Vintage Velvet post-felting & advice for those in doubt
And because I believe in helping others out whenever possible, if anyone is reading this and contemplating making either this scarf or another piece in Touch Me and is afraid to throw that plush, sinfully soft yarn in the washer and dryer, fear not!
Your gorgeous scarf (or shawl, blanket, top, what have you) will look bad when it comes out of the washing machine. Really bad. Brace yourself. Your piece will be matted and rough and bear more than a passing resemblance to roadkill (sad but true).
It won't look like the gorgeous piece you put in the washer and it won't look much better once it comes out of the dryer (let it dry until it's damp and then air dry it, stretching it gently every now and then), but have faith. It'll most likely take a few days and a couple of trips through the dryer on low heat for 10 minutes or so at a time over the course of those few days to get it dried completely, but once it's had a chance to dry completely and relax after its long journey through the felting and drying process it will be gorgeous.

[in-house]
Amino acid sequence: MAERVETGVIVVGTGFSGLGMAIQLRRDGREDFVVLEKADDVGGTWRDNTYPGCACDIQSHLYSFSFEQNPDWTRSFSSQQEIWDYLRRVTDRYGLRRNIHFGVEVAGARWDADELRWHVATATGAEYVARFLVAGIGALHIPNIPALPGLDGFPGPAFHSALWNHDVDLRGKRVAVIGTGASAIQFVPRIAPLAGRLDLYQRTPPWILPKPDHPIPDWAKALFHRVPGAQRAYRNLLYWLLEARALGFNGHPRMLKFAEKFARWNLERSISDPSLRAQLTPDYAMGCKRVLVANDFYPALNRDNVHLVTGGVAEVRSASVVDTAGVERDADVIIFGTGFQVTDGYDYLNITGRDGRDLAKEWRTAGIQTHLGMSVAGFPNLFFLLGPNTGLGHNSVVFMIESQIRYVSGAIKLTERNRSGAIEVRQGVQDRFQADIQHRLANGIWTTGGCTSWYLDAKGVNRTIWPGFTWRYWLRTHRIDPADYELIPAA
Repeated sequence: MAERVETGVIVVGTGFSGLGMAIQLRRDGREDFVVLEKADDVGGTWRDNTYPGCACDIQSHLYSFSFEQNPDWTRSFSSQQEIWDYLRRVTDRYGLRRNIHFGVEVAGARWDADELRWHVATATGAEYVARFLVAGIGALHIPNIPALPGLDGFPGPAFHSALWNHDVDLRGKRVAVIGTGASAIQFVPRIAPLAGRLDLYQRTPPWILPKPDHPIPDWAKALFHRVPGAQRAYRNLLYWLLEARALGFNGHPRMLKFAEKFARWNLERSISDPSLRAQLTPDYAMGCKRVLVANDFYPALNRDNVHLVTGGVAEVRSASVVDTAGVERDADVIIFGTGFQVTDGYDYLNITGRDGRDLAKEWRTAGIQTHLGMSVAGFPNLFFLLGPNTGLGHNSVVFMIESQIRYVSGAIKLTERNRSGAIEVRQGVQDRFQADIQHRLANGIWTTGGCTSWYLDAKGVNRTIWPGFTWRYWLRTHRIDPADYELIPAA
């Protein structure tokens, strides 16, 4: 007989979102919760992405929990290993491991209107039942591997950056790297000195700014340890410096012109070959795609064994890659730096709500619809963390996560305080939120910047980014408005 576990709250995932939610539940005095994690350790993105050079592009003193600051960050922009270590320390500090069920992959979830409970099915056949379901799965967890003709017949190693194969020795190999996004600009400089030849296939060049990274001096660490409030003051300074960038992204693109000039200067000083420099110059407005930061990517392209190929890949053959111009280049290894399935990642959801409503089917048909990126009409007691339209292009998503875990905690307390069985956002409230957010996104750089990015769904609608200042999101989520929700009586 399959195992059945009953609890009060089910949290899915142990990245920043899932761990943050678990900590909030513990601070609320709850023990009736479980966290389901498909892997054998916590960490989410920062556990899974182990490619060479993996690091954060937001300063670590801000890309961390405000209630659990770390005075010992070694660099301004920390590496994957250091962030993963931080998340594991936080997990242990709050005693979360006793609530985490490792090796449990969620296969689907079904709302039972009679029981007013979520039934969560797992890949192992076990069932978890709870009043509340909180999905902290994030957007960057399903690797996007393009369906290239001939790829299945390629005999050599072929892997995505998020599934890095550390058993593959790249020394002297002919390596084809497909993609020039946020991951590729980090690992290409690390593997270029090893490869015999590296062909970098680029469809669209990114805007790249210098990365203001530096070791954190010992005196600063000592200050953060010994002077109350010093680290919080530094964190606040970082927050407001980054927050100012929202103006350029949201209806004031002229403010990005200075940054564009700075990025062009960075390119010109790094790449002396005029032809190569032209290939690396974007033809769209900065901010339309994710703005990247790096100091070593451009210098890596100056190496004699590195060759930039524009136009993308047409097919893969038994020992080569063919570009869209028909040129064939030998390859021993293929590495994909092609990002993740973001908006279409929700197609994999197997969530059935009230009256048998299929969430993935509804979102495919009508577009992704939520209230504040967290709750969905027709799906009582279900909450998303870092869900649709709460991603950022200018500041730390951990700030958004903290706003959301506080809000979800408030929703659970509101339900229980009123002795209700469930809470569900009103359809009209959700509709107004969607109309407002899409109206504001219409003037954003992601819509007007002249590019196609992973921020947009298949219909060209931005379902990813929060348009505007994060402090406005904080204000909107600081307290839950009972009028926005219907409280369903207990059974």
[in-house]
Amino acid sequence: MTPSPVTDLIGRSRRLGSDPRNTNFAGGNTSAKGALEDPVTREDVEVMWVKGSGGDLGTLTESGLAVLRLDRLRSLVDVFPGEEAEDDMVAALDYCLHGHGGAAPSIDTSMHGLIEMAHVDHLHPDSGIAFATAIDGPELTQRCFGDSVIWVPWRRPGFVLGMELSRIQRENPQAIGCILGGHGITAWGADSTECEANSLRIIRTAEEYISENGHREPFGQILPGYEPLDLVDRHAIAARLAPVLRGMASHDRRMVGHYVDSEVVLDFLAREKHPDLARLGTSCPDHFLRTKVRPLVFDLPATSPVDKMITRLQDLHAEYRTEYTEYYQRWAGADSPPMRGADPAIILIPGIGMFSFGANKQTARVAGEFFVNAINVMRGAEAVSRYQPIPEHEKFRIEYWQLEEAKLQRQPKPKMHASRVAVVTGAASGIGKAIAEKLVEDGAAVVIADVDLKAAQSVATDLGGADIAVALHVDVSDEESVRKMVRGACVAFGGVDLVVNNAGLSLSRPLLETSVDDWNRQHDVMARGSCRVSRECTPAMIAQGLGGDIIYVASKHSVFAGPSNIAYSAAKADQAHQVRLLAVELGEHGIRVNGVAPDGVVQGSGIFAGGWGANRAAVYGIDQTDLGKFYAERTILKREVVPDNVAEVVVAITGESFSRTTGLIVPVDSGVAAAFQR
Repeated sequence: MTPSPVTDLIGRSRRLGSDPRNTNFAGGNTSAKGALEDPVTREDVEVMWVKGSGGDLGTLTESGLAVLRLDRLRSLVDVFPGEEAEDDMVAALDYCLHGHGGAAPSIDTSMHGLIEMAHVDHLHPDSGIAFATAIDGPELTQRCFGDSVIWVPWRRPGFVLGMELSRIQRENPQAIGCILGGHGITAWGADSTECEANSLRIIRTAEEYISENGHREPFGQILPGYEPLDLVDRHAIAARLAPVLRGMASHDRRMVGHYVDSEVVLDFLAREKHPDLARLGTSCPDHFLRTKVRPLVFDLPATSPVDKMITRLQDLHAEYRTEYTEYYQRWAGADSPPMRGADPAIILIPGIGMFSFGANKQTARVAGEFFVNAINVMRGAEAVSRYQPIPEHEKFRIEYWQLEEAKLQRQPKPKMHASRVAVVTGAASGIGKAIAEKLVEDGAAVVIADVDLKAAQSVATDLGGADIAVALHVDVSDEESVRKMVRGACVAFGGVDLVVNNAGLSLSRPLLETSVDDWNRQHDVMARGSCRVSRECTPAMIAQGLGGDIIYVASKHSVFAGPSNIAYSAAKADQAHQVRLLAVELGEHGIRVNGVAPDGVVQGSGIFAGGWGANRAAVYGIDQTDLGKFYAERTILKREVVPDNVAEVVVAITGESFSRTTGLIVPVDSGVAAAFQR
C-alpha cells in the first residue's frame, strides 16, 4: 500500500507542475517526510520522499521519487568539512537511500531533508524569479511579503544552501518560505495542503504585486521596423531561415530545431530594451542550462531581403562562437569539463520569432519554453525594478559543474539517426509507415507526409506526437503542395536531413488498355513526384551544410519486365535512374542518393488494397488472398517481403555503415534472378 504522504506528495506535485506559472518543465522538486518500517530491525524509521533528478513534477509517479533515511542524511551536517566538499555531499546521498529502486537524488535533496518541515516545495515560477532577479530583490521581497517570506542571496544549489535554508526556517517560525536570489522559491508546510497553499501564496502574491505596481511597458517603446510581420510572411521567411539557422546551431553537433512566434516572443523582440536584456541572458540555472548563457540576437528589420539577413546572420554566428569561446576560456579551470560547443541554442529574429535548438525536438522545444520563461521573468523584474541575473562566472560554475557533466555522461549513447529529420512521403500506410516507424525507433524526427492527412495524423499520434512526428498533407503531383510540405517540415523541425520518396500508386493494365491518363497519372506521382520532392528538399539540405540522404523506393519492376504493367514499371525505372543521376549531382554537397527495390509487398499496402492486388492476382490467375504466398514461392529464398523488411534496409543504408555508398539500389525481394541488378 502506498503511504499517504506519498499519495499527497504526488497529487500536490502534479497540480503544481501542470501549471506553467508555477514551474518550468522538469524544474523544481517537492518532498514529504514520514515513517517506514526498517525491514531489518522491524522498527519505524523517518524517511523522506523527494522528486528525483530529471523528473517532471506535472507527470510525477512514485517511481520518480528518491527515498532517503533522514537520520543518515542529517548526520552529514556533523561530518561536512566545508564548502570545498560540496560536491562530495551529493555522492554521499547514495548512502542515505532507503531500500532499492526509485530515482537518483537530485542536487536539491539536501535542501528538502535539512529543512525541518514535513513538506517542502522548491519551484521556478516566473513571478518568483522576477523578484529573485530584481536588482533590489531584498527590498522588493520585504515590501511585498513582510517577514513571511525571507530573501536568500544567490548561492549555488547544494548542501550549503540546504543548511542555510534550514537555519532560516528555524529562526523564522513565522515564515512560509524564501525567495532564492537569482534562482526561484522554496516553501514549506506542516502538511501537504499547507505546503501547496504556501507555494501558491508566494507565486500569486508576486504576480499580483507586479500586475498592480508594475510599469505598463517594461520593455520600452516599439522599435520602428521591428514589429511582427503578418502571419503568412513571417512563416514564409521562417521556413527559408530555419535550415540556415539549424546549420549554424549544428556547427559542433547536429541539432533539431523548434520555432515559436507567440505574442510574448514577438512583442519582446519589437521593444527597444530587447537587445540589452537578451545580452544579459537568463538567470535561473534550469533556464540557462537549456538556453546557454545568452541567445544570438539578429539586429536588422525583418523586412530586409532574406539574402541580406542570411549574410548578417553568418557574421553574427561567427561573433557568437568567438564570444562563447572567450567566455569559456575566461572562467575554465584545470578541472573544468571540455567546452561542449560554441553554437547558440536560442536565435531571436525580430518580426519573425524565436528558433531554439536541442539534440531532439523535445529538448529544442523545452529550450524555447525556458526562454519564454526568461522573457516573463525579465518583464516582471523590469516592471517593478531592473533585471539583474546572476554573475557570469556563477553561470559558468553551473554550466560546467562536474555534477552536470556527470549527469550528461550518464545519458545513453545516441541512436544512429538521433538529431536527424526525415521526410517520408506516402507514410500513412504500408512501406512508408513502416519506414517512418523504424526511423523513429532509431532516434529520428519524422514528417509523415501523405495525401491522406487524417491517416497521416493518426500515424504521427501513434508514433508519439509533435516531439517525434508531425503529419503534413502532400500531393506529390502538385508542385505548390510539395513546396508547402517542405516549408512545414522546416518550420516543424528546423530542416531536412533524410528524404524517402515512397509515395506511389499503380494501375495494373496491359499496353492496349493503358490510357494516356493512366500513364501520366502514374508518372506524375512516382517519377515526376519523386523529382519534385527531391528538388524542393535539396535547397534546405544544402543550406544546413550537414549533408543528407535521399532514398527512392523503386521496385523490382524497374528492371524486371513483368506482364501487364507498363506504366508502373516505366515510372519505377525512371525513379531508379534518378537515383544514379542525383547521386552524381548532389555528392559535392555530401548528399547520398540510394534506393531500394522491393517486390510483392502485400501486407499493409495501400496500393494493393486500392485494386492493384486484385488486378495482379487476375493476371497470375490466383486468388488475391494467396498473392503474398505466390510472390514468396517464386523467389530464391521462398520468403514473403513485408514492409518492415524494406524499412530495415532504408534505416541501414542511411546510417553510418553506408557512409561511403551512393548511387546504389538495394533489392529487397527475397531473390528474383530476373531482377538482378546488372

As it dries, it loses that roughness and dullness and regains its softess and shine, but the stitches will be shrunk down so that it looks like well cared for vintage velvet (the name of the pattern is dead on accurate) rather than the beautiful, but clearly knitted piece that went in.
What I'm trying to say is: Have faith. Felting this gorgeous (and rather expensive) yarn isn't necessarily an easy step to take, considering the beauty of the piece pre-felting and the price of the yarn should it turn out badly, but believe me, it's worth it.
Labels: Vintage Velvet